A Look at the History of Foot Binding

By: The Scribe on Wednesday, December 22, 2010



Many people have looked at beautifully decorated silk shoes from China and wondered if they were for a child or a doll. They are surprised to find that these pairs of shoes, some of which are only a little over three inches in length were actually meant to be worn by grown women. But how could a woman get her feet that small? Extremely small feet were achieved through a process known as foot binding.

Foot binding was first practiced in about the 10th century. The process was a lengthy and dangerous one and many girls actually died from having their feet bound. The arch was often broken and the toes folded underneath and bound into place. This was started before a girl’s feet had time to fully form. The average age that girls began the process was anywhere from four to seven years of age. If a girl was lucky, the process would be performed during the winter. Cold weather could numb the feet and help to ease some of the pain. image

The process of binding the feet to make them as small as possible would take years to complete. They were unwrapped often and cared for. It was not uncommon for gangrene to set in and for the flesh to rot in some areas. Foot care took place daily in rich families but may have only taken place once or twice a week in families that were less financially well off.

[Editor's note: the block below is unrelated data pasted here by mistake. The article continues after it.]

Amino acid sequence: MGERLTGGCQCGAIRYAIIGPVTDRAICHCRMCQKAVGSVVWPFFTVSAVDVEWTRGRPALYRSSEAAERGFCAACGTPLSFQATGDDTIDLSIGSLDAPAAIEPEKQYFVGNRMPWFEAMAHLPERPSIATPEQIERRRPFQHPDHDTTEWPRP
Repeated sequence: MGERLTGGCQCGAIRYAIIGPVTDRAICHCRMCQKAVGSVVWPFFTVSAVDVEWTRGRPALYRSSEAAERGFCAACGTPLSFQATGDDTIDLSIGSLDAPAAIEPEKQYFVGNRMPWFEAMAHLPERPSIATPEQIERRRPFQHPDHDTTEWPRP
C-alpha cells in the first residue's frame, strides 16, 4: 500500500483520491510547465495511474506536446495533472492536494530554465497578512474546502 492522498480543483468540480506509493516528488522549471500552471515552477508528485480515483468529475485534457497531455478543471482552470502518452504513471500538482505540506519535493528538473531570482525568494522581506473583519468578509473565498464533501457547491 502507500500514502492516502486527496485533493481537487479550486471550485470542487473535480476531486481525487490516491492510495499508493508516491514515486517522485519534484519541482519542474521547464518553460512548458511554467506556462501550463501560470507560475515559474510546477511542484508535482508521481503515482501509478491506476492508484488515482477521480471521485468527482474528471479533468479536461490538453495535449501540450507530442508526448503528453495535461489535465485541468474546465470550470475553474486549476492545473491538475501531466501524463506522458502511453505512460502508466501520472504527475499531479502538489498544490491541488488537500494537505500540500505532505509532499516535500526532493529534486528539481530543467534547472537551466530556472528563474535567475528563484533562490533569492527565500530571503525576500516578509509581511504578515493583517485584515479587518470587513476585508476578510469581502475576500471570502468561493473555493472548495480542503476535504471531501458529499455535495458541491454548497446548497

The ideal length for a woman’s foot was three inches long. Women who had longer feet were often considered less desirable and may not have been able to marry as well as women with perfectly bound feet. A woman who had her feet bound could walk on them although it was difficult. In fact, women who were from a higher social class were often more likely to have their feet bound since it showed that the family was affluent enough to afford servants.

There have been many stories that explained the origin of foot binding. One legend states that Yao-niang, a consort of the ruler Li Yu had performed a dance on feet that had been wrapped in silk cloth. This type of foot wrapping was very similar to the toe shoes that ballet dancers wear today. It became desirable to have feet shaped like a crescent moon.image

Although it was believed that all women in China had bound feet this was not always the case. Some ethnic groups only bound feet enough to narrow them and did not break the bones in any way. Manchu women did not have their feet bound at all after the year 1644 due to the fact that the Emperor had forbidden it.

Foot binding in some form was practiced for approximately 1000 years. Women who were born as late as the 21st century had their feet bound although the practice was outlawed in 1949. Some women who had bound feet did remove their wrappings but this also caused great pain and left the women disabled. There are still women who are living in China today who have the distinctive small feet that were once so prized for a thousand years.







 

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